Vija Gailite, the head of apartment and house sales at Latio, a Latvian real-estate brokerage, said the bulk of her customers were Russians seeking a house or apartment that would entitle them to a residence permit.
But she said she was getting more and more inquiries from Chinese people. Most were interested in areas outside the capital, both to save money and to live in a rural or semirural environment.
One of those was 32-year-old Weidong Chen, who moved in November with his wife and three children from Guandong province in China to Iecava, a rural town south of the capital Riga.
He said he wanted to get away from the pollution and noise in Chinese cities and to provide a less-stressful education for his two daughters and son. The two girls, 11 and 8 years old, already attend a Latvian school, he said.
Trained as a hotel manager, he currently makes a living importing and selling small handicraft items from China, but hopes to learn Latvian—he speaks halting English now—and find work or start a business.
Yet Gaidis Berzins, co-chairman of the National Alliance, said the government sees very little direct benefit from the investments, aside from a 2% stamp tax on all real-estate transactions. Application fees for the residence permits would have brought in at least 490,000 lats, or just under $1 million, since the program began.
"One cannot speak of an economic stimulus," Mr. Berzins said in an interview.
He also said checks on the source of funds used for real-estate purchases should be strengthened—a veiled reference to suspicions that tainted money from Russia and other former Soviet republics could be entering the country.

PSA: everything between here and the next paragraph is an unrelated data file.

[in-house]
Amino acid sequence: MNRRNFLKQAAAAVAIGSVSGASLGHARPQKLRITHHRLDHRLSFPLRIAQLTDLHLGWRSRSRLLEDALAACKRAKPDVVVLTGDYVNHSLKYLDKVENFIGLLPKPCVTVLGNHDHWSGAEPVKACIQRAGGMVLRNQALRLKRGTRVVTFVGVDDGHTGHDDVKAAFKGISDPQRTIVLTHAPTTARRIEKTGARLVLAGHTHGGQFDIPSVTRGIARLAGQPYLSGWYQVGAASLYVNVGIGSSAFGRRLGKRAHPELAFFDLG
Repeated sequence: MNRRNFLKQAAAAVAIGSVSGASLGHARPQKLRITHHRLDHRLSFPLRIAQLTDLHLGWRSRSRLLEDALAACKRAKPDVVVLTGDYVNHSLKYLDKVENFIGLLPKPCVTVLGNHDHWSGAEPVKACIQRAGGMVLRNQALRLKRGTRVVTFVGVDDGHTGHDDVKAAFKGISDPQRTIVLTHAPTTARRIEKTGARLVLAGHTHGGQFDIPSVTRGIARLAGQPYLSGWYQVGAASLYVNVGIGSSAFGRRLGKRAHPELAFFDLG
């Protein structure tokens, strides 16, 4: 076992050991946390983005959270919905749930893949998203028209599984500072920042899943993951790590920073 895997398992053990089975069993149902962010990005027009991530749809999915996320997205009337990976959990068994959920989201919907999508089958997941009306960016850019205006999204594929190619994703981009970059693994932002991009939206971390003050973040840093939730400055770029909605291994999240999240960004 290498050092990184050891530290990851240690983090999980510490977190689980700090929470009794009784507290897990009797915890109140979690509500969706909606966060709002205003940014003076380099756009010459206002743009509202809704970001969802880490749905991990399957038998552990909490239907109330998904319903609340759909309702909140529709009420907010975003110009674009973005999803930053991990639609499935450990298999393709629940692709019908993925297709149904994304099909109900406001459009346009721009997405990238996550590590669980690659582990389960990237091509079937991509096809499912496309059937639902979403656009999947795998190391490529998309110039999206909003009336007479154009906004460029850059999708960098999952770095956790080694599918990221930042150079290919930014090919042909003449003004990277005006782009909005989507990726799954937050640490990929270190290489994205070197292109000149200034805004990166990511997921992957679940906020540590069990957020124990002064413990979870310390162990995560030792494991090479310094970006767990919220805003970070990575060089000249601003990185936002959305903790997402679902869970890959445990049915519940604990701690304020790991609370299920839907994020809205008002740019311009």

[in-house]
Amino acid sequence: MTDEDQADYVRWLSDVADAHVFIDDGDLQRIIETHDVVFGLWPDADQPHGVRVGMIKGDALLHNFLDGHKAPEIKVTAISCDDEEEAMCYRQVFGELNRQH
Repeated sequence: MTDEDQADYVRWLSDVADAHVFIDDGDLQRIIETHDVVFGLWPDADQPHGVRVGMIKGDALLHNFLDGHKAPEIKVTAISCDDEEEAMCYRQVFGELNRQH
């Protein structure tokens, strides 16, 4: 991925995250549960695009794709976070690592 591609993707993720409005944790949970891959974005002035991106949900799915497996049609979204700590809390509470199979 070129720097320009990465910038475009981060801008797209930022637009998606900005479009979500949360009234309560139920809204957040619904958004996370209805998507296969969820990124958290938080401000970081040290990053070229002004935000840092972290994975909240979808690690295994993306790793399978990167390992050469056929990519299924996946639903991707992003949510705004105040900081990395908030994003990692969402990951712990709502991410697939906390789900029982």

A spokesperson for the Migration Office said that Latvian security services were aware of the people who apply for residence permits, but said she could not discuss what procedures were used for reasons of security.
Dzintars Zakis, the parliamentary leader of Prime Minister Valdis Dombrovskis' Unity Party, said in an interview that he expected the program would survive, but that the debate would be intense when Parliament reconvenes in early September.
The chairman of the Reform Party, the third coalition member, Edmunds Demiters, said he thought the program could be limited to investments in businesses, not real estate. The opposition Harmony Center, meanwhile, supports the permits but wants the government to do more to prevent foreigners, mainly Swedish companies, from buying up more forest land.
Mr. Zakis suggested a compromise could be reached, such as higher thresholds for real-estate purchases in more expensive areas, such as Riga and the upmarket suburb of Jurmala. "Fine-tuning is possible," he said.
The prime minister, who supports the program, said Aug. 20 that he expected objections to continuing the residence permits, but that it would not derail preparations for joining the euro.
THE WALL STREET JOURNAL
By JURIS KAZA